“These days, most people know they should not discriminate or be prejudiced, but it seems we are still comfortable with ageism – and most of us are guilty of it, without realising it. In Western cultures we tend to value youth, but in doing so, we often discriminate against older people,” she says.

 

How often, for example, have you heard or used the compliment, “You don’t look your age,” or “You’re young for your age”?

 

“These phrases are well-meant and we certainly don’t want people to stop

complimenting older people, but within those compliments lies an attitude that getting old or looking old isn’t good,” says Bonnie.

 

We might even criticise ourselves for “looking old”, or “having a senior moment”, when what we really mean is that we look tired or have forgotten something. Such comments might seem trivial but they create the impression that being old is a negative thing.

 

Bonnie points out that how well we age is largely a matter of genetics – we can’t do much about growing old, so why be criticised for it? An ageing population does bring challenges, such as increased medical care, but this doesn’t have to be negative.

 

“We need to start thinking about ageing as positive. Having a large population of people who live to over 80 is a sign that we’re an affluent Western country with good healthcare!” she says.

 

“Often agesim stems from incorrect assumptions about growing older. For example it is assumed that older workers take a lot of sick leave, but studies show that they’re less likely to take days off. It’s also assumed that older people are not up with the play with technology or can’t learn – yet people over the age of 65 have some of the fastest take-up rates of new technology and are as capable of learning as anyone,” she says.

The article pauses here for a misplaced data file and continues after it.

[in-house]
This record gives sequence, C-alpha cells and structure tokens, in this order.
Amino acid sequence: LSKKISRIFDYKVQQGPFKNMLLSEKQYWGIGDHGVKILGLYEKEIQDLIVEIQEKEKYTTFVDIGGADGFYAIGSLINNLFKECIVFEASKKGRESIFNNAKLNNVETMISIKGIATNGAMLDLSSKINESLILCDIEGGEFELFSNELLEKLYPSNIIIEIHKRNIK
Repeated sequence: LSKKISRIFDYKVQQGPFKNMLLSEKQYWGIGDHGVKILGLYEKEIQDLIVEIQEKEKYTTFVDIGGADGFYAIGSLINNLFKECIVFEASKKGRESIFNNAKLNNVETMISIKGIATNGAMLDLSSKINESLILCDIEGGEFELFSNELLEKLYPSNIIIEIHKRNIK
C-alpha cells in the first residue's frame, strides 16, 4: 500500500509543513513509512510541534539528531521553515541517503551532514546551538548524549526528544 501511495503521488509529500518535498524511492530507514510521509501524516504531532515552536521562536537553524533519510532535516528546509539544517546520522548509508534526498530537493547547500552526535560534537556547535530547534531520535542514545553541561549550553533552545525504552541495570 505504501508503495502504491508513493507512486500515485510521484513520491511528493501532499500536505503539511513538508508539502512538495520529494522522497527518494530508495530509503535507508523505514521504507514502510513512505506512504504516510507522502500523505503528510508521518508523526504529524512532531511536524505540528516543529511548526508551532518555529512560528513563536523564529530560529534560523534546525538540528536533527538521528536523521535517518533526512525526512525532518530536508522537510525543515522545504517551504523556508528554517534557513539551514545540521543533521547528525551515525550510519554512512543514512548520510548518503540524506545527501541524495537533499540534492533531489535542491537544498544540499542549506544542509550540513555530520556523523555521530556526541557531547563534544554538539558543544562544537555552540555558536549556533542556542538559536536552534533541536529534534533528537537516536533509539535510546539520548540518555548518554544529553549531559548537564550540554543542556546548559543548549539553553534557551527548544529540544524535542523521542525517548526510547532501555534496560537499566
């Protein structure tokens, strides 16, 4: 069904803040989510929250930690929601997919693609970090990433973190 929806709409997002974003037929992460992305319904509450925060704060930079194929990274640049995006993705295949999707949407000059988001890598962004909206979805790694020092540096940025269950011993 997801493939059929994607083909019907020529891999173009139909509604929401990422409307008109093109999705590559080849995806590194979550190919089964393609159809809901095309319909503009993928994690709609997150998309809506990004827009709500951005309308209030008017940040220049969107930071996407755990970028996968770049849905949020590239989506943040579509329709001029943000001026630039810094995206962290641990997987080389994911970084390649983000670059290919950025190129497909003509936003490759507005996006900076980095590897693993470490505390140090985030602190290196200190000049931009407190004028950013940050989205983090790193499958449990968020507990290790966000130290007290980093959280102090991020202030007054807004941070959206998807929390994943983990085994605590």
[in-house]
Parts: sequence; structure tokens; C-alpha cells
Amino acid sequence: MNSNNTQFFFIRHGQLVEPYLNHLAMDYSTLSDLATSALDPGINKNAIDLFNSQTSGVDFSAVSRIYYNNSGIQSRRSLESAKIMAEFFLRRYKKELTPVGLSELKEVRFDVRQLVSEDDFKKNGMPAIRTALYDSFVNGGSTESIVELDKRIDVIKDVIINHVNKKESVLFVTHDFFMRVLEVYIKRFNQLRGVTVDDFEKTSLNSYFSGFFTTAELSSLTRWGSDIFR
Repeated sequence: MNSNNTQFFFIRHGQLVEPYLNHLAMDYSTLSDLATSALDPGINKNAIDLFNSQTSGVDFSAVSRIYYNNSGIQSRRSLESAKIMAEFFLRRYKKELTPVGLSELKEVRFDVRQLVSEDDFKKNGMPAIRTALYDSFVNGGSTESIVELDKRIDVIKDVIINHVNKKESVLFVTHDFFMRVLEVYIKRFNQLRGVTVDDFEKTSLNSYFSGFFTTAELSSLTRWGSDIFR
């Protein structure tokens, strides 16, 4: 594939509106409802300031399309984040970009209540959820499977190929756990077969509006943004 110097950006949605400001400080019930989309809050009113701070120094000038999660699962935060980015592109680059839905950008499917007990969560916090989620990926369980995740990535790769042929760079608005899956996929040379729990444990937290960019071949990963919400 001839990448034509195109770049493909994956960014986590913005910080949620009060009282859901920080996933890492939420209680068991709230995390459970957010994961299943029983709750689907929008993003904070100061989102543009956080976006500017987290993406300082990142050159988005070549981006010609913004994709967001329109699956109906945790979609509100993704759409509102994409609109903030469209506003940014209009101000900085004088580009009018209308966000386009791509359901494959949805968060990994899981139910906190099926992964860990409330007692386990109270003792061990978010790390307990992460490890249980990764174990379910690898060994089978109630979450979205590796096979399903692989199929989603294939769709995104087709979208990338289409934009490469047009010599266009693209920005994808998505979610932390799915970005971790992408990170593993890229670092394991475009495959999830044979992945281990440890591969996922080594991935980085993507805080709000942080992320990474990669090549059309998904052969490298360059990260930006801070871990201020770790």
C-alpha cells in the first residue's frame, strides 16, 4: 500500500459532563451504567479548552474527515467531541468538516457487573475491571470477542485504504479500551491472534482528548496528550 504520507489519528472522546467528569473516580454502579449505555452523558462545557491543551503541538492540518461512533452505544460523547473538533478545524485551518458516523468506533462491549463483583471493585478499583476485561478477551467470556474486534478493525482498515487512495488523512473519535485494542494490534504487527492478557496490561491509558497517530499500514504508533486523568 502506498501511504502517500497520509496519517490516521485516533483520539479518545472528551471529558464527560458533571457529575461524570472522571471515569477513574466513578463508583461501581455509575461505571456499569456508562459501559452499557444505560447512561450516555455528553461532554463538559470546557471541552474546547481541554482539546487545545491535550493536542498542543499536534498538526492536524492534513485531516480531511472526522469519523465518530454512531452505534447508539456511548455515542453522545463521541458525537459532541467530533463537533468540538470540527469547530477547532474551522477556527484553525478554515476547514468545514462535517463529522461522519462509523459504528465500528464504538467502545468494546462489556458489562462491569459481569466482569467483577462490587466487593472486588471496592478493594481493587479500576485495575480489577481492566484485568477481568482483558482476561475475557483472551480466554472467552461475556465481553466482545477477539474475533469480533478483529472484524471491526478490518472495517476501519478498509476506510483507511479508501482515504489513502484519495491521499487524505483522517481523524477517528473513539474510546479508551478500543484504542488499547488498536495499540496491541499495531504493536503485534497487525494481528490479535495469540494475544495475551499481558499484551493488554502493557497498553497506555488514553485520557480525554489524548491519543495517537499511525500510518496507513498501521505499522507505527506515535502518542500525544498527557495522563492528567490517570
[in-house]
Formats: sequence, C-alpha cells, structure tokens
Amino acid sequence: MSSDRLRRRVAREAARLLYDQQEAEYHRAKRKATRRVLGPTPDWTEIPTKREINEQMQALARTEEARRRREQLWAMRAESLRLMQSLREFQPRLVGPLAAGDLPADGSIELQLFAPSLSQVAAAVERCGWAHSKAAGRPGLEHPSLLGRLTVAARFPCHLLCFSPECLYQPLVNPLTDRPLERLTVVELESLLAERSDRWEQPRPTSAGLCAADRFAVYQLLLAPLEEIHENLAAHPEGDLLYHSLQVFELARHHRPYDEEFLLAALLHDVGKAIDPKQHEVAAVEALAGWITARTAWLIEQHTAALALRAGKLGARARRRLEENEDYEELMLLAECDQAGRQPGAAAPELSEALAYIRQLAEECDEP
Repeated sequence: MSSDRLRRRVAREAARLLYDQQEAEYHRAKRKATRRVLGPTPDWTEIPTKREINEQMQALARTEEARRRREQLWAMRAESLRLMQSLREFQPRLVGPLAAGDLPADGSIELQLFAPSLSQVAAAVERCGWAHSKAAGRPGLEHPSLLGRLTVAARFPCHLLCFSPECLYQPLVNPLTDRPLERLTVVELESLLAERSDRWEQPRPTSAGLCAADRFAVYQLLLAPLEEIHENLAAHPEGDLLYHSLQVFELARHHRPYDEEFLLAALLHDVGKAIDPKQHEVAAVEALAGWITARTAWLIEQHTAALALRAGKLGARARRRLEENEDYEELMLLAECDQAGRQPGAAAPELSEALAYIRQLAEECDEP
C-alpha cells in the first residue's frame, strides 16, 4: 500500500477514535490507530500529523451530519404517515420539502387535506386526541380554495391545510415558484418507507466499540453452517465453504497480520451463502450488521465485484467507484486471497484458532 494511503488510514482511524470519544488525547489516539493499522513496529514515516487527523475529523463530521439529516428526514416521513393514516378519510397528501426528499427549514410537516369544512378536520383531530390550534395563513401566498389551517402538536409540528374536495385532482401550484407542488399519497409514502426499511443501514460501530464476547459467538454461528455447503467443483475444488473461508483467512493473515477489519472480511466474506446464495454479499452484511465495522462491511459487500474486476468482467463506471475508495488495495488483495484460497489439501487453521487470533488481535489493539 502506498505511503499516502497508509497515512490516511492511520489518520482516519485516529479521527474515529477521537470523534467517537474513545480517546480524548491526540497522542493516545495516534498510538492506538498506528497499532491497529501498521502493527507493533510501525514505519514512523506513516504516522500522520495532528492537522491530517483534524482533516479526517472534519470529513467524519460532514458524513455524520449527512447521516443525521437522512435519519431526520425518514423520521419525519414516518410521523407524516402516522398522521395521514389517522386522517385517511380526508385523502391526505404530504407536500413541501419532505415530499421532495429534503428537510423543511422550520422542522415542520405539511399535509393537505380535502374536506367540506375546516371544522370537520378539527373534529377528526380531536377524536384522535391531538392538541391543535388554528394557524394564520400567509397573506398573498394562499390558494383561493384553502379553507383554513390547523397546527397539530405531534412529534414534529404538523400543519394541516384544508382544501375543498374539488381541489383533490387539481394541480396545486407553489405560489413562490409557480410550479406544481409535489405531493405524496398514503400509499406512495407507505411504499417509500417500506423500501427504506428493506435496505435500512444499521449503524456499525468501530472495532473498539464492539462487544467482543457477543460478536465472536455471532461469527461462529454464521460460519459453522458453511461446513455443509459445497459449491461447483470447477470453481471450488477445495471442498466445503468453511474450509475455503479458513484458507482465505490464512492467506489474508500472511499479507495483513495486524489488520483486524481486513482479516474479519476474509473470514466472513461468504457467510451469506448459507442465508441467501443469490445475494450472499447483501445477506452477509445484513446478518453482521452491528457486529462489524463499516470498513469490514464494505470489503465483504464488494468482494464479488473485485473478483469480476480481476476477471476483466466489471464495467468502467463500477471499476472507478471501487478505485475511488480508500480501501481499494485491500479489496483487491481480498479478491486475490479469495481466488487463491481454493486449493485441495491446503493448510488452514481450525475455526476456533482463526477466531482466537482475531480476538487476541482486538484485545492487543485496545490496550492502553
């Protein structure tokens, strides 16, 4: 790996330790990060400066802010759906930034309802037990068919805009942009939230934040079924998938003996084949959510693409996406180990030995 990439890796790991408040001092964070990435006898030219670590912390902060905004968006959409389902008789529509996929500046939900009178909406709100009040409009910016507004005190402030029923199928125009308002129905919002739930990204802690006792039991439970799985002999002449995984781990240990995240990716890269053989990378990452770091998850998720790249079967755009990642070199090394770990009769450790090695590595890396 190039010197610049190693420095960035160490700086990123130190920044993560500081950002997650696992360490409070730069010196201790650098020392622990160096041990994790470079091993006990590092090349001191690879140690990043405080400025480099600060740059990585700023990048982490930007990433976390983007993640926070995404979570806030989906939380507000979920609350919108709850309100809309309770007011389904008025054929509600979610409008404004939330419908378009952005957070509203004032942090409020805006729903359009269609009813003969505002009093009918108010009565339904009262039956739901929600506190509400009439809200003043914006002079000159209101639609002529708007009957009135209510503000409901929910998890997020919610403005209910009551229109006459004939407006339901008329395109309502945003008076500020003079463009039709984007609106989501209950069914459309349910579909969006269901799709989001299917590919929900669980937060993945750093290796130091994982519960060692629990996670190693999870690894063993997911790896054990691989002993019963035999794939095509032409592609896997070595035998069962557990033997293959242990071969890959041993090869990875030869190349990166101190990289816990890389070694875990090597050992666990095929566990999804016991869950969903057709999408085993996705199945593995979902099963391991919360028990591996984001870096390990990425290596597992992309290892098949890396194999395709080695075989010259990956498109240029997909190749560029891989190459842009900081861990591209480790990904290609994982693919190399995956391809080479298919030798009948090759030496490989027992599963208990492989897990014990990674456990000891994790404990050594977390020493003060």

Another reason for ageism is that many of us dislike facing our own mortality. “We don’t like to talk about it, therefore we don’t like old age. These attitudes to mortality are understandable, but not talking about it or hiding it away doesn’t help either.”

 

Bonnie believes that the Eden Alternative approach helps overcome ageism, because it promotes the idea that people can continue to find meaning and value in life, no matter what their age.

 

“It’s about embracing age – not running away from it. Just because you’re older doesn’t mean you don’t deserve joy and growth. You don’t need to lose these things; you simply need to create opportunities for them in another way.

 

“Inevitably, the longer we live, there will be some ill health and frailty, and we will need more assistance, but that doesn’t mean our lives are not valuable,” she says.

 

“The Eden approach encourages the view that there are still things that you’re here to accomplish and achieve. It puts value on your life, no matter your age or health – and that’s a great way to think about living and dying.”

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